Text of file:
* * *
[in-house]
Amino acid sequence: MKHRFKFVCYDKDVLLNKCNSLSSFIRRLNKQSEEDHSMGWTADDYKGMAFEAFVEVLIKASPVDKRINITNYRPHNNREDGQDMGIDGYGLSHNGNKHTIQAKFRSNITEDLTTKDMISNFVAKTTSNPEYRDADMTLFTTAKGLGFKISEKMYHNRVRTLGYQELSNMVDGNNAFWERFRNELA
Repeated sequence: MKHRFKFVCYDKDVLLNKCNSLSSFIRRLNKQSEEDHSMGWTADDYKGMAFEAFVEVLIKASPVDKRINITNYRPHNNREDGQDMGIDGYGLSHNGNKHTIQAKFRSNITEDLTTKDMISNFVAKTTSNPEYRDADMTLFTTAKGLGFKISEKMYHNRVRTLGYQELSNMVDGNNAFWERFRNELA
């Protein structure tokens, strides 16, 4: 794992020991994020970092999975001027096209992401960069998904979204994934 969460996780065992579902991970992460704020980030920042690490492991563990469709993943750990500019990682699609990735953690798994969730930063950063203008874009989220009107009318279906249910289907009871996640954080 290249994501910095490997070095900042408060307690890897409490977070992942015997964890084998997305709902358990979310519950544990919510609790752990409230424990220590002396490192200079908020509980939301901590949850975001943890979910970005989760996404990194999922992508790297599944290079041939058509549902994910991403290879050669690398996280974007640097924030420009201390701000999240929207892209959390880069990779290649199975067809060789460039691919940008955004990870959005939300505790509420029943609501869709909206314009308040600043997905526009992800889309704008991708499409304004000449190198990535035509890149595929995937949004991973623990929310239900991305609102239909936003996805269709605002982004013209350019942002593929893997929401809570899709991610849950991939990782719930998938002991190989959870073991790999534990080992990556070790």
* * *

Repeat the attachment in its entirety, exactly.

[in-house]
Amino acid sequence: MKHRFKFVCYDKDVLLNKCNSLSSFIRRLNKQSEEDHSMGWTADDYKGMAFEAFVEVLIKASPVDKRINITNYRPHNNREDGQDMGIDGYGLSHNGNKHTIQAKFRSNITEDLTTKDMISNFVAKTTSNPEYRDADMTLFTTAKGLGFKISEKMYHNRVRTLGYQELSNMVDGNNAFWERFRNELA
Repeated sequence: MKHRFKFVCYDKDVLLNKCNSLSSFIRRLNKQSEEDHSMGWTADDYKGMAFEAFVEVLIKASPVDKRINITNYRPHNNREDGQDMGIDGYGLSHNGNKHTIQAKFRSNITEDLTTKDMISNFVAKTTSNPEYRDADMTLFTTAKGLGFKISEKMYHNRVRTLGYQELSNMVDGNNAFWERFRNELA
């Protein structure tokens, strides 16, 4: 794992020991994020970092999975001027096209992401960069998904979204994934 969460996780065992579902991970992460704020980030920042690490492991563990469709993943750990500019990682699609990735953690798994969730930063950063203008874009989220009107009318279906249910289907009871996640954080 290249994501910095490997070095900042408060307690890897409490977070992942015997964890084998997305709902358990979310519950544990919510609790752990409230424990220590002396490192200079908020509980939301901590949850975001943890979910970005989760996404990194999922992508790297599944290079041939058509549902994910991403290879050669690398996280974007640097924030420009201390701000999240929207892209959390880069990779290649199975067809060789460039691919940008955004990870959005939300505790509420029943609501869709909206314009308040600043997905526009992800889309704008991708499409304004000449190198990535035509890149595929995937949004991973623990929310239900991305609102239909936003996805269709605002982004013209350019942002593929893997929401809570899709991610849950991939990782719930998938002991190989959870073991790999534990080992990556070790």